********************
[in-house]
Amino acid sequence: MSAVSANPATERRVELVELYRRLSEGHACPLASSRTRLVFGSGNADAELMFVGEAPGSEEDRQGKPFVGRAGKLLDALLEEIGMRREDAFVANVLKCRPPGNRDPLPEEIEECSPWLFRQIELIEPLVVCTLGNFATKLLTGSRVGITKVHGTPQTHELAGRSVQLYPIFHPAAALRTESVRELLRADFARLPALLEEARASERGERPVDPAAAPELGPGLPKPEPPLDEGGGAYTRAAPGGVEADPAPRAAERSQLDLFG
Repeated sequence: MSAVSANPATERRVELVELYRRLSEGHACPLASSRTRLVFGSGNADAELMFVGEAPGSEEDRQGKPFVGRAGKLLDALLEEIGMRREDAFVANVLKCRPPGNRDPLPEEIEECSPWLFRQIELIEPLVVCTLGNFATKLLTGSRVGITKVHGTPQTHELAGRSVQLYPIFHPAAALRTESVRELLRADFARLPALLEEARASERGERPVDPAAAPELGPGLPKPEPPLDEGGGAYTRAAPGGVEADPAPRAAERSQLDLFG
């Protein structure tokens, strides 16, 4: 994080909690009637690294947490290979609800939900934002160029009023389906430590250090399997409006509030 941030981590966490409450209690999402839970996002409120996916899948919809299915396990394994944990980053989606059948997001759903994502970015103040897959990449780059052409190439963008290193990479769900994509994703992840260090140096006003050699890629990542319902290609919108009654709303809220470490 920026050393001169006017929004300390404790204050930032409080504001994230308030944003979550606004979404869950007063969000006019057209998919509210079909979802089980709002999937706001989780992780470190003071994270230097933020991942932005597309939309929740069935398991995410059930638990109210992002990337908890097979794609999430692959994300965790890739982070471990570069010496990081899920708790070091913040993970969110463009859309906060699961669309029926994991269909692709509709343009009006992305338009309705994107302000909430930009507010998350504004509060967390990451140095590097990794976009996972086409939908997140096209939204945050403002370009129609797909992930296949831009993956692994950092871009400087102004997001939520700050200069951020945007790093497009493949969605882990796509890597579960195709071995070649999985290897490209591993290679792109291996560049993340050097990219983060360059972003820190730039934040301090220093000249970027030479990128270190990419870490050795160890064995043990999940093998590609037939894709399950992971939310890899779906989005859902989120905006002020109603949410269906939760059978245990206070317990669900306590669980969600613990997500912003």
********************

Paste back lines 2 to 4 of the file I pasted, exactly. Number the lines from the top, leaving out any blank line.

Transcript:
Amino acid sequence: MSAVSANPATERRVELVELYRRLSEGHACPLASSRTRLVFGSGNADAELMFVGEAPGSEEDRQGKPFVGRAGKLLDALLEEIGMRREDAFVANVLKCRPPGNRDPLPEEIEECSPWLFRQIELIEPLVVCTLGNFATKLLTGSRVGITKVHGTPQTHELAGRSVQLYPIFHPAAALRTESVRELLRADFARLPALLEEARASERGERPVDPAAAPELGPGLPKPEPPLDEGGGAYTRAAPGGVEADPAPRAAERSQLDLFG
Repeated sequence: MSAVSANPATERRVELVELYRRLSEGHACPLASSRTRLVFGSGNADAELMFVGEAPGSEEDRQGKPFVGRAGKLLDALLEEIGMRREDAFVANVLKCRPPGNRDPLPEEIEECSPWLFRQIELIEPLVVCTLGNFATKLLTGSRVGITKVHGTPQTHELAGRSVQLYPIFHPAAALRTESVRELLRADFARLPALLEEARASERGERPVDPAAAPELGPGLPKPEPPLDEGGGAYTRAAPGGVEADPAPRAAERSQLDLFG
């Protein structure tokens, strides 16, 4: 994080909690009637690294947490290979609800939900934002160029009023389906430590250090399997409006509030 941030981590966490409450209690999402839970996002409120996916899948919809299915396990394994944990980053989606059948997001759903994502970015103040897959990449780059052409190439963008290193990479769900994509994703992840260090140096006003050699890629990542319902290609919108009654709303809220470490 920026050393001169006017929004300390404790204050930032409080504001994230308030944003979550606004979404869950007063969000006019057209998919509210079909979802089980709002999937706001989780992780470190003071994270230097933020991942932005597309939309929740069935398991995410059930638990109210992002990337908890097979794609999430692959994300965790890739982070471990570069010496990081899920708790070091913040993970969110463009859309906060699961669309029926994991269909692709509709343009009006992305338009309705994107302000909430930009507010998350504004509060967390990451140095590097990794976009996972086409939908997140096209939204945050403002370009129609797909992930296949831009993956692994950092871009400087102004997001939520700050200069951020945007790093497009493949969605882990796509890597579960195709071995070649999985290897490209591993290679792109291996560049993340050097990219983060360059972003820190730039934040301090220093000249970027030479990128270190990419870490050795160890064995043990999940093998590609037939894709399950992971939310890899779906989005859902989120905006002020109603949410269906939760059978245990206070317990669900306590669980969600613990997500912003």